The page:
The images in this gallery are not photographs, nor did they begin as photographs. They are 2-dimensional still images that have been rendered from 3-dimensional digital environments that I created. The places and ideas depicted in my gallery exist only in my imagination, and hopefully now, in yours as well.
The art of 3D rendering incorporates various traditional artistic techniques, but relies on pixels instead of paint, the computer mouse or a digitizing tablet instead of a brush, and digital geometry instead of clay. In my case, I almost always start with a sketch, where I nail down the composition and get a general idea of the color palette and texture needs.
The next step involves using computer programs (3DS Max, for example) that allow the artist to create digital wireframe objects. The wireframes are created with points or curves, defined by geometry in 3D space. The objects include everything and anything you see when you look at these images —clouds, flowers, mountains, trees, people, animals—everything begins with a digital wireframe. Once completed, the wireframe objects are then wrapped or filled with color and texture created specifically for that object. The software allows the artist to specify exactly how and where the texture is applied to each object in a scene. Think of it as high tech papier-mâché.
Once the individual objects that will be used in a rendered scene are created and assembled, the artist uses software program (in my case, Vue Infinite), to reach in and re-size, rotate, and move each object into position to create an environment; something like an infinite diorama.
In the final step, the scene is rendered - The computer creates a high-resolution 2D image (essentially a snapshot) of the finished 3D environment. This final step is an intensive one for even a fast computer; Some of the images you see here in the gallery have taken days to render at a high enough resolution to print, and I have multiple CPUs at my disposal.
A s a child, I would draw and paint at any opportunity. My Mother taught computer science at a local college, and we had a computer in the house when not very many people had home computers. With a computer instructor for a mom, and an engineer for a dad, my earliest art materials were green and white perforated computer paper, and I used to doodle on used punch cards.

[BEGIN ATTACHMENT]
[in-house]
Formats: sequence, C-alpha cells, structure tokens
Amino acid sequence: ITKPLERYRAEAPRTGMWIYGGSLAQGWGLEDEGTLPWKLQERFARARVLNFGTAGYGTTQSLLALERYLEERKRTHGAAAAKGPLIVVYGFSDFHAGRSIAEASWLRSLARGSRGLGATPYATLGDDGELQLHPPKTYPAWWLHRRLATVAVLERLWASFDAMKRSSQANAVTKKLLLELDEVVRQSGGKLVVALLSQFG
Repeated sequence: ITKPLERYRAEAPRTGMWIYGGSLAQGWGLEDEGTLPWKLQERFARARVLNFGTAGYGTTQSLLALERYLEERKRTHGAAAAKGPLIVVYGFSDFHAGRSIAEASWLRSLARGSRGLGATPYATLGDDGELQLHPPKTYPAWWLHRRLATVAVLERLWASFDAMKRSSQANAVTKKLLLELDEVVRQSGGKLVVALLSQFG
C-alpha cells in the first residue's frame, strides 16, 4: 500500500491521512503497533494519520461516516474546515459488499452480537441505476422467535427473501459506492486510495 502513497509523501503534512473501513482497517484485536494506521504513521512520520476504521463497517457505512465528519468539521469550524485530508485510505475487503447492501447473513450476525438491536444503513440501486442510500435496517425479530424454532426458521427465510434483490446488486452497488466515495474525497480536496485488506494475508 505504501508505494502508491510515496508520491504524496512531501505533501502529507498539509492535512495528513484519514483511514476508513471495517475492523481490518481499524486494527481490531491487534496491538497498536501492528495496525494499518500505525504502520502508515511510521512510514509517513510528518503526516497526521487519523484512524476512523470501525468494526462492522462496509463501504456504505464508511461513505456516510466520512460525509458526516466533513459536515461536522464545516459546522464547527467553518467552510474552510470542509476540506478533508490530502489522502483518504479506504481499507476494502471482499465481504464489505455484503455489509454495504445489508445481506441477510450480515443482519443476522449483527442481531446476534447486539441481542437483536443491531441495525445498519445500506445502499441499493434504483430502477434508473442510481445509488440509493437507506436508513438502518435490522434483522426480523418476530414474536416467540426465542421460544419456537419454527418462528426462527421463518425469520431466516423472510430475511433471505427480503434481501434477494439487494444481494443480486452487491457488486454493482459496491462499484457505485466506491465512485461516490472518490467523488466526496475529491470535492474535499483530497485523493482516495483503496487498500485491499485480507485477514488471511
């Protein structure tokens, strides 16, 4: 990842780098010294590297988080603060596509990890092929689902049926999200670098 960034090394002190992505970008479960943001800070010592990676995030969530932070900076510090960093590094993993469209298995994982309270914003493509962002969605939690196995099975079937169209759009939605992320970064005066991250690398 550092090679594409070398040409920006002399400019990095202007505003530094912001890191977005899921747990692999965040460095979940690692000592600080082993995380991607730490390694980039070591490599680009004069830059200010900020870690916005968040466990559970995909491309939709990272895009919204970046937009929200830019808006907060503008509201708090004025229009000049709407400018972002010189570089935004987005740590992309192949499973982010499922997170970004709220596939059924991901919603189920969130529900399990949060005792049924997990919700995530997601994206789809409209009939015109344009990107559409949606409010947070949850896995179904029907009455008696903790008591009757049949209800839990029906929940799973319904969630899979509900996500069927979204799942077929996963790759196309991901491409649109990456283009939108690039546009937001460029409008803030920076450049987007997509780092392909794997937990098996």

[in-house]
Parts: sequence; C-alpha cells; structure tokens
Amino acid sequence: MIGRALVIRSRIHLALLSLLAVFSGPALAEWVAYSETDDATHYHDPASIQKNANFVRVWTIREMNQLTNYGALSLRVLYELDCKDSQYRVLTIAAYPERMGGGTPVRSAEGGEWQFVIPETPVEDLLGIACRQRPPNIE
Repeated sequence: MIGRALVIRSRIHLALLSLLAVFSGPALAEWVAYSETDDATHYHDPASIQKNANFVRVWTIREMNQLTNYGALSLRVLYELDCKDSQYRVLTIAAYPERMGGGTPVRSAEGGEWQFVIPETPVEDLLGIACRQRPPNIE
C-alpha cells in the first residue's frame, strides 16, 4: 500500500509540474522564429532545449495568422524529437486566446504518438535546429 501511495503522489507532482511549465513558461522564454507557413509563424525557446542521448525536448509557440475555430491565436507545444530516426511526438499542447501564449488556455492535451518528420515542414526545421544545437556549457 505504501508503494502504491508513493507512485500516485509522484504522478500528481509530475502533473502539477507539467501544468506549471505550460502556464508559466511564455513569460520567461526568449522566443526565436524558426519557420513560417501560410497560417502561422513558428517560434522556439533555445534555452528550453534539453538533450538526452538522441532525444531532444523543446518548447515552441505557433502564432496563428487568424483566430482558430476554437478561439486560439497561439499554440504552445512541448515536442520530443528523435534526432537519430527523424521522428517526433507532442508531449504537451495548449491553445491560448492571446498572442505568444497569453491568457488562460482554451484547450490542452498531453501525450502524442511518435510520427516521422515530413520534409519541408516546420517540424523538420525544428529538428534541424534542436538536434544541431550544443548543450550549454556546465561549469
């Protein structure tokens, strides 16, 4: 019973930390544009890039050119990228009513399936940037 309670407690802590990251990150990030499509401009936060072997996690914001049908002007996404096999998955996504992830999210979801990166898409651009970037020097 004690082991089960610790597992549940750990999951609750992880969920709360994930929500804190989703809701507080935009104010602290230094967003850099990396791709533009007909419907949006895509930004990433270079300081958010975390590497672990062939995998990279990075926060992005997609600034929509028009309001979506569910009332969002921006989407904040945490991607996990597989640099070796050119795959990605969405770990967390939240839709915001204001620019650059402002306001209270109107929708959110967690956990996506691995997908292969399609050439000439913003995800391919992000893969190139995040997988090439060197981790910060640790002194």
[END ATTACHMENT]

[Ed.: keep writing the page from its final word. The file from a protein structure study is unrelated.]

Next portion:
I began drawing on the computer —pixel by pixel in green and black monochrome— on an Apple II computer when I was about 13. Throughout high school and college I studied and practiced drawing and design,and as the technology became available to me I started digital painting, while continuing to work in traditional media; pastels, acrylics and oils.
I left college to begin a graphic design career and continued to teach myself and explore new digital media. I began using 3D software in 1998 and was immediately hooked.
Initially, my portfolio was exclusively online, and I participated in many web-based galleries. People began requesting prints through my website and after doing research into fine art printing, I began creating and selling high resolution archival prints of my work in 2002. That same year I had my first solo show, and I believe it was the first show of non-photographic digital work in North Carolina.
I live in the beautiful North Carolina mountains with my husband, who is a product designer and an all around incredible guy, and my stepson, who is a budding architect, technology lover and fantastic kid. Aside from creating 3D images, I enjoy my friends and family, working out, disc golf, martial arts, board and video games, movies, cooking, and gardening.
Hardware/Software: Running Windows 7 64-bit on an Intel Core i7 Quad 2.9 GHz , 16G of Ram, Nvidia Quadro 4000 graphics card. My high res renders are run on a 7 node renderfarm that totals about 150GHz of additional processing power. I use Vue, Poser, 3DS Max, Rhino, SketchUp, Zbrush, and Photoshop.